How has your jour­ney been up till now? Can you share some anec­dotes from your days of strug­gle?

It has been a roller coaster ride. At a young age when you de­cide to leave your city and you have a pro­fes­sion of free­lanc­ing. You have to find an­other job to counter the first job. I used to think that koi dhang ka role ayega toh karunga be­cause be­fore that I was into pro­duc­tion. My dad told me garage khol deta hoon Bom­bay mein but I said ei­ther I can do this or I can do that. This is my life and my in­ter­est is this, good or bad. What­ever I earn - ` 5000, ` 5,00,000 or ` 5 crore I will live with that, please don’t worry about me. He got me a house in Bom­bay. But even af­ter Salim Langde Pe Mat Ro and Nukkad, there have been times when I had fi­nan­cial crises and I couldn’t com­plain about it. There was a time where I went around ask­ing for work and I didn’t get any, I could never meet or con­vince peo­ple about my projects. Then I stopped ask­ing peo­ple for work and then ev­ery sin­gle job came to me, har ek cheez ka ek time hota hai. God can drop an ap­ple but you have to pick it up and chew it well. God has been re­ally kind. Peo­ple say I worked well in Salim Langde Pe Mat Ro and Bhaag Milkha Bhaag and that is be­cause some­body showed faith in me. Some­times when there are pauses, peo­ple tend to for­get you jo dikhta hai wohi bikta hai. There is al­ways room for im­prove­ment in ev­ery­thing you do and I hope I get bet­ter and bet­ter.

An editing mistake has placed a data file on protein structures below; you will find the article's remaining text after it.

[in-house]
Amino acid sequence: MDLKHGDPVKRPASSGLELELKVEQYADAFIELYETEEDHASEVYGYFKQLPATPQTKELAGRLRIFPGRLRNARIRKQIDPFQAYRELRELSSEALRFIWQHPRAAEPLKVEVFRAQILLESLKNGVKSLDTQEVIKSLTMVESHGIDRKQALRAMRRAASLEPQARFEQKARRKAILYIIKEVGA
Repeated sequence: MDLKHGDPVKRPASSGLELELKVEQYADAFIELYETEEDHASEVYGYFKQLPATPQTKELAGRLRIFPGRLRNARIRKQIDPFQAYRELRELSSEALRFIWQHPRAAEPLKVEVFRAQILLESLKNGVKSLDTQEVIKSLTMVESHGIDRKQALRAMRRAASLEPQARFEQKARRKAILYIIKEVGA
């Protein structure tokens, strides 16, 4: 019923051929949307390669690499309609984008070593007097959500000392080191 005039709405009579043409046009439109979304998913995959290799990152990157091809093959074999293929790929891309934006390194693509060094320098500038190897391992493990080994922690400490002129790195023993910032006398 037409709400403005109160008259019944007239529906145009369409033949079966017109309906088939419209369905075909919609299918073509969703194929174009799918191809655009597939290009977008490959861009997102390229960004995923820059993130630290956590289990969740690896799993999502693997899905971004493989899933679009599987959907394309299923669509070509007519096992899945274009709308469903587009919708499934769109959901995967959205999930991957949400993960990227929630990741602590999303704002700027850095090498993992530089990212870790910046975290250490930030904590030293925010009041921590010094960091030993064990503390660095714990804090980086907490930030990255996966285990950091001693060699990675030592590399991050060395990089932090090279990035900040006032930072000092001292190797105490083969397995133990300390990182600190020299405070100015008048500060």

You have never re­stricted your­self to one genre. So what is the mantra be­hind your ver­sa­til­ity?

That is an ac­tor’s job! There is a dif­fer­ence be­tween per­form­ers and ac­tors, ev­ery story is dif­fer­ent, the cop of Rus­tom and the cop of Miss­ing On A Week­end are two dif­fer­ent peo­ple. The script is dif­fer­ent, back­grounds are dif­fer­ent, their at­ti­tudes of deal­ing with peo­ple are dif­fer­ent. Main ghar se soch ke nahi jaata ki is baar aisa po­lice of­fi­cer banuga. You can make ev­ery­thing re­al­is­tic. There are all sorts of peo­ple in the world. Ev­ery­thing is there in the script and that is some­thing you have to pick things from.

That’s why this pro­fes­sion is so in­ter­est­ing. You have to be on your toes all the time. Aapko behrupiya hona padega and some­times, it’s not nec­es­sary that what is go­ing to be on the script is go­ing to be on screen. Some­times you imag­ine the back story or the char­ac­ter. You just keep on think­ing about that char­ac­ter, that’s why we keep read­ing our scripts over and over again.

You have al­ways taken up roles which are con­tent driven. Haven’t you ever wanted to be the lead in com­mer­cial cinema?

I’ve never felt ki nahi hona chahiye but this is some­thing I was never of­fered. Many peo­ple started say­ing at one point of time that he doesn’t want to do these kind of films, that’s not true. Even for Pardes, Sub­hash Ghai called me to play the char­ac­ter of the hero ka dost. I told him I don’t work like this, you have to tell me where I stand in your script and there should be some­thing to do as an ac­tor.